Erkenntnis 84 (3):585-615 (2019)

Authors
Elay Shech
Auburn University
Abstract
Various claims regarding intertheoretic reduction, weak and strong notions of emergence, and explanatory fictions have been made in the context of first-order thermodynamic phase transitions. By appealing to John Norton’s recent distinction between approximation and idealization, I argue that the case study of anyons and fractional statistics, which has received little attention in the philosophy of science literature, is more hospitable to such claims. In doing so, I also identify three novel roles that explanatory fictions fulfill in science. Furthermore, I scrutinize the claim that anyons, as they are ostensibly manifested in the fractional quantum Hall effect, are emergent entities and urge caution. Consequently, it is suggested that a particular notion of strong emergence signals the need for the development of novel physical–mathematical research programs.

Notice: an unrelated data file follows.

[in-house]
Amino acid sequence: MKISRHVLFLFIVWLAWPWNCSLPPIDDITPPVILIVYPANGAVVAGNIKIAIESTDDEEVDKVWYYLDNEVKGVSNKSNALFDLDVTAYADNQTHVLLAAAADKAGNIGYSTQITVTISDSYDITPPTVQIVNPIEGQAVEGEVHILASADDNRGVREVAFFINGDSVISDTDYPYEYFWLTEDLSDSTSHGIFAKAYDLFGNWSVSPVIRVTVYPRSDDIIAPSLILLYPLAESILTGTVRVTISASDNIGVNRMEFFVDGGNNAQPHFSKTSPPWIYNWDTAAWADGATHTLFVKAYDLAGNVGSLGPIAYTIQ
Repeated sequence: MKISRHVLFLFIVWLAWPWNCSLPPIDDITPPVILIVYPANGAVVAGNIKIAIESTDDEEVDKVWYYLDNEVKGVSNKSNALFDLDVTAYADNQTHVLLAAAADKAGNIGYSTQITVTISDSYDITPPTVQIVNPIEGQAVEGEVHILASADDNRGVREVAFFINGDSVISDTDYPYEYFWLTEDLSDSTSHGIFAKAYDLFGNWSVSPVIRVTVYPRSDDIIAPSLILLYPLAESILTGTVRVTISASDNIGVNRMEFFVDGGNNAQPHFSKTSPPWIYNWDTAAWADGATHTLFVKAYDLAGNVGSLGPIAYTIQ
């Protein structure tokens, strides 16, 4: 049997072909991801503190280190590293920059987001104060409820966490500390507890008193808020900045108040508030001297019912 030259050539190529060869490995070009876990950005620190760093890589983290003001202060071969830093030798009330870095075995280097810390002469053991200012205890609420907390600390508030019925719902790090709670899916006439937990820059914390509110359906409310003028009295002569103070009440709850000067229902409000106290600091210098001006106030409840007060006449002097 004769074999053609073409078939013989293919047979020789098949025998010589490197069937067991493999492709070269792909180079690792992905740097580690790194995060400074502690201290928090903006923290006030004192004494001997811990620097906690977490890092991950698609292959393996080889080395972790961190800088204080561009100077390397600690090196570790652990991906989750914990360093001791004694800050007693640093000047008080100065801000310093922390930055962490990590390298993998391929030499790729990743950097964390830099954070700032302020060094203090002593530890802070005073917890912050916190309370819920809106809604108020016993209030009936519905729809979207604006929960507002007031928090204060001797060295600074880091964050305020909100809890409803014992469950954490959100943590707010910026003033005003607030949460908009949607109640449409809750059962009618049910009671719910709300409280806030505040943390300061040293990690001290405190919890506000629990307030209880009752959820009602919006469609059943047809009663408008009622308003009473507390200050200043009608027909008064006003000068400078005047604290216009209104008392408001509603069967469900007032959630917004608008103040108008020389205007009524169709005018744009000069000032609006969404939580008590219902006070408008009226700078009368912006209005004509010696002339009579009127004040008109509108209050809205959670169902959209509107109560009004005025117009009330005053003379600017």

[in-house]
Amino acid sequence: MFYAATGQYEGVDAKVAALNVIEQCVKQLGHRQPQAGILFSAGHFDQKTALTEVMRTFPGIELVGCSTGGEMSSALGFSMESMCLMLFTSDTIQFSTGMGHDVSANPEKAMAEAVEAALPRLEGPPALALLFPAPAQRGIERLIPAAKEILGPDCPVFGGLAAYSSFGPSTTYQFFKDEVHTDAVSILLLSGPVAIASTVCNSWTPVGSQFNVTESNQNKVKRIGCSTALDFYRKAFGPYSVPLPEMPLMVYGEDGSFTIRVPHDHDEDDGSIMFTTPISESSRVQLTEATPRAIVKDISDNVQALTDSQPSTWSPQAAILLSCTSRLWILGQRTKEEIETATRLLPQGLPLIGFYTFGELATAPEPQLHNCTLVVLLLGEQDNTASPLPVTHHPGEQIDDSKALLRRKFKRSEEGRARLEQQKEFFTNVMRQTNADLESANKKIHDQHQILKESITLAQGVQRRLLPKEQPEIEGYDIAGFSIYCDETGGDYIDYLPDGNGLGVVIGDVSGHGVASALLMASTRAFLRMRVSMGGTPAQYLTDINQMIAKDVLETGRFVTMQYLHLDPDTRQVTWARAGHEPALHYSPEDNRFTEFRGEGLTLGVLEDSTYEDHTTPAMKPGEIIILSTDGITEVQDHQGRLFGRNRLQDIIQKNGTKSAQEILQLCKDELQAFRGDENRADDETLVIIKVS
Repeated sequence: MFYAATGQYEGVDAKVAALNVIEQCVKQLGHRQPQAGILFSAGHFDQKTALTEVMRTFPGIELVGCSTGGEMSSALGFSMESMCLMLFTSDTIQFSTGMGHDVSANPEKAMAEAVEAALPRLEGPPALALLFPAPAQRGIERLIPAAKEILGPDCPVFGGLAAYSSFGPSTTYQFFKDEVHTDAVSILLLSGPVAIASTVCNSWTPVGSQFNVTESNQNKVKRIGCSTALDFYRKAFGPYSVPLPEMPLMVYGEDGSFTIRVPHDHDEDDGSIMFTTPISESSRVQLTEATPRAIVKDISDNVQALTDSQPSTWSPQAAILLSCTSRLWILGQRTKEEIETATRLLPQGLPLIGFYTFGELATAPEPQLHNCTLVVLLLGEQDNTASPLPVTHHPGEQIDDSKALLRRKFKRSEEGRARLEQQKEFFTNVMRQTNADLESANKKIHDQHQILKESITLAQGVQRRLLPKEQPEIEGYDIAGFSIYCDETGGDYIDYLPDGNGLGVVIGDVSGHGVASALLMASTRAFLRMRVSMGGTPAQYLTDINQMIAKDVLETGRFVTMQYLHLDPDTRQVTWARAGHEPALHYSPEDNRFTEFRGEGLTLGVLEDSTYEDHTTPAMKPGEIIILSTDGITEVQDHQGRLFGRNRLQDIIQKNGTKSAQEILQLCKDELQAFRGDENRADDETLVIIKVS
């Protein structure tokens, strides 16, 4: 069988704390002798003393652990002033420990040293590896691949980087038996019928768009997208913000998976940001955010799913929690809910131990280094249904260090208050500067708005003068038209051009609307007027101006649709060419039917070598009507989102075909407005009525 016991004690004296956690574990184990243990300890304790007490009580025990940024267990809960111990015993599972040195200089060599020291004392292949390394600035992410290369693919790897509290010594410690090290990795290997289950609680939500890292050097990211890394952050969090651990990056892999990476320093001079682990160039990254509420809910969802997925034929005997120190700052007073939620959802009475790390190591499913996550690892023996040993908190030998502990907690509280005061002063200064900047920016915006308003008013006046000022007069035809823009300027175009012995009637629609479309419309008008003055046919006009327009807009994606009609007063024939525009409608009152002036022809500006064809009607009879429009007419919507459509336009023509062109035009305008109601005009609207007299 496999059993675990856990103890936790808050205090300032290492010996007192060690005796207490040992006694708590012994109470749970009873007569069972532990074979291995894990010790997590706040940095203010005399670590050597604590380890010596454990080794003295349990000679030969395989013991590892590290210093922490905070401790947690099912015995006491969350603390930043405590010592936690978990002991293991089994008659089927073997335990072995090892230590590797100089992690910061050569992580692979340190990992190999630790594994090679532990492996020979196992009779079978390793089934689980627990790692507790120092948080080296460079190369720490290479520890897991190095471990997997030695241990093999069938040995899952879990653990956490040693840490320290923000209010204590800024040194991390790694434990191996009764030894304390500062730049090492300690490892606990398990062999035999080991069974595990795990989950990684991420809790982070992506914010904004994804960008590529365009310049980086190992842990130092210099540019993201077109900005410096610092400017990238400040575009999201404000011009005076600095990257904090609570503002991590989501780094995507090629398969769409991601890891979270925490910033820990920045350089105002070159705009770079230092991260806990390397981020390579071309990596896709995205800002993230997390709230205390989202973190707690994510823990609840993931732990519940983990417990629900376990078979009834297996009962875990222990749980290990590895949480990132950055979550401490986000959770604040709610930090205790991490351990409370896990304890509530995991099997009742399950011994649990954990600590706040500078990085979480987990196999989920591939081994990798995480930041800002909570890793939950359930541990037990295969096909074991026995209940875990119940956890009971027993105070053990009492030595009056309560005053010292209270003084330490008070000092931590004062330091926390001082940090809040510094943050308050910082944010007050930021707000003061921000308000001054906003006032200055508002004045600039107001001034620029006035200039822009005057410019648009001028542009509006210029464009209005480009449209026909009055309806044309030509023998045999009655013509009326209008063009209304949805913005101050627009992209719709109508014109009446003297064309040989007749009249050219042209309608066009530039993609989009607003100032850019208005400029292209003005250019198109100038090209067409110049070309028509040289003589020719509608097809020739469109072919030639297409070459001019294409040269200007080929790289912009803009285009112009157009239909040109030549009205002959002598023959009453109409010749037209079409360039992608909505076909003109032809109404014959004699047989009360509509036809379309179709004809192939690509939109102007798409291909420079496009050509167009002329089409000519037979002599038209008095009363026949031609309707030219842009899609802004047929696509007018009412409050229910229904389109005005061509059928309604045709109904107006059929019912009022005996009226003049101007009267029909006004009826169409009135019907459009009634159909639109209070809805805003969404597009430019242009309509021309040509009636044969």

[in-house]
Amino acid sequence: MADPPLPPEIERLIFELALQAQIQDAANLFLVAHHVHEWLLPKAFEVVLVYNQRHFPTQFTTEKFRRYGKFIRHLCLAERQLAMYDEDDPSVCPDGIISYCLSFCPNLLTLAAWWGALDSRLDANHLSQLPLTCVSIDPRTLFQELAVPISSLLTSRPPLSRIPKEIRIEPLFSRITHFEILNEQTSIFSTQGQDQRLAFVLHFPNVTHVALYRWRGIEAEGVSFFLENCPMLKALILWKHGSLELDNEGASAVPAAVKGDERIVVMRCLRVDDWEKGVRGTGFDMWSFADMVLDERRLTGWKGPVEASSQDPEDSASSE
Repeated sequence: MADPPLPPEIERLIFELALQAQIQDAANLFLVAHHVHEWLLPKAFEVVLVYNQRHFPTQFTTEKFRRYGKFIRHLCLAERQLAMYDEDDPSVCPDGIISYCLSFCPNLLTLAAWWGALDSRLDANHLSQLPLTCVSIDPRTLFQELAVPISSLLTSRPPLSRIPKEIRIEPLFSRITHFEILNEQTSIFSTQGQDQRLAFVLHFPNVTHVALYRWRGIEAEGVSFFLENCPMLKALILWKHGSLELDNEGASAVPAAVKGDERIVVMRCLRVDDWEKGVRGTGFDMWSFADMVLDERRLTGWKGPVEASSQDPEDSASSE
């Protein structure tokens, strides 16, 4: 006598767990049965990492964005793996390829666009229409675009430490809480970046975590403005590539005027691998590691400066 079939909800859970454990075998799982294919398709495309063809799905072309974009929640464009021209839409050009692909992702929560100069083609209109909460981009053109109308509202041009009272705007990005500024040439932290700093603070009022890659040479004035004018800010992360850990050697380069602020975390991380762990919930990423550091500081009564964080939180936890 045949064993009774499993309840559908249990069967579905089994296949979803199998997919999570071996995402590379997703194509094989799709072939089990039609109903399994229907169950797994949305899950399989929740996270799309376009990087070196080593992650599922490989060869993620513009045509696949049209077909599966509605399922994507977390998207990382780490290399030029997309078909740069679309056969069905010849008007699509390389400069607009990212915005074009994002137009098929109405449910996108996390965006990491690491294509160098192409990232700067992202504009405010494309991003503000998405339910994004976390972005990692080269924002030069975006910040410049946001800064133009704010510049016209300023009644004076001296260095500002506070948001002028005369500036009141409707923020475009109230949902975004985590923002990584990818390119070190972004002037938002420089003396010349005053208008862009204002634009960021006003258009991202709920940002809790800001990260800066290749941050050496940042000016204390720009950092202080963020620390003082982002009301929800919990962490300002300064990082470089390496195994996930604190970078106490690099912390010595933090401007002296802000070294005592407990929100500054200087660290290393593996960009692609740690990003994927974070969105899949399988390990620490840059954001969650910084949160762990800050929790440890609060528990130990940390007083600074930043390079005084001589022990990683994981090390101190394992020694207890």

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DOI 10.1007/s10670-018-9973-z
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References found in this work BETA

Making Sense of Emergence.Jaegwon Kim - 1999 - Philosophical Studies 95 (1-2):3-36.
Minimal Model Explanations.Robert W. Batterman & Collin C. Rice - 2014 - Philosophy of Science 81 (3):349-376.
Explanatory Unification.Philip Kitcher - 1981 - Philosophy of Science 48 (4):507-531.

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Citations of this work BETA

Infinite Idealizations in Physics.Elay Shech - 2018 - Philosophy Compass 13 (9):e12514.

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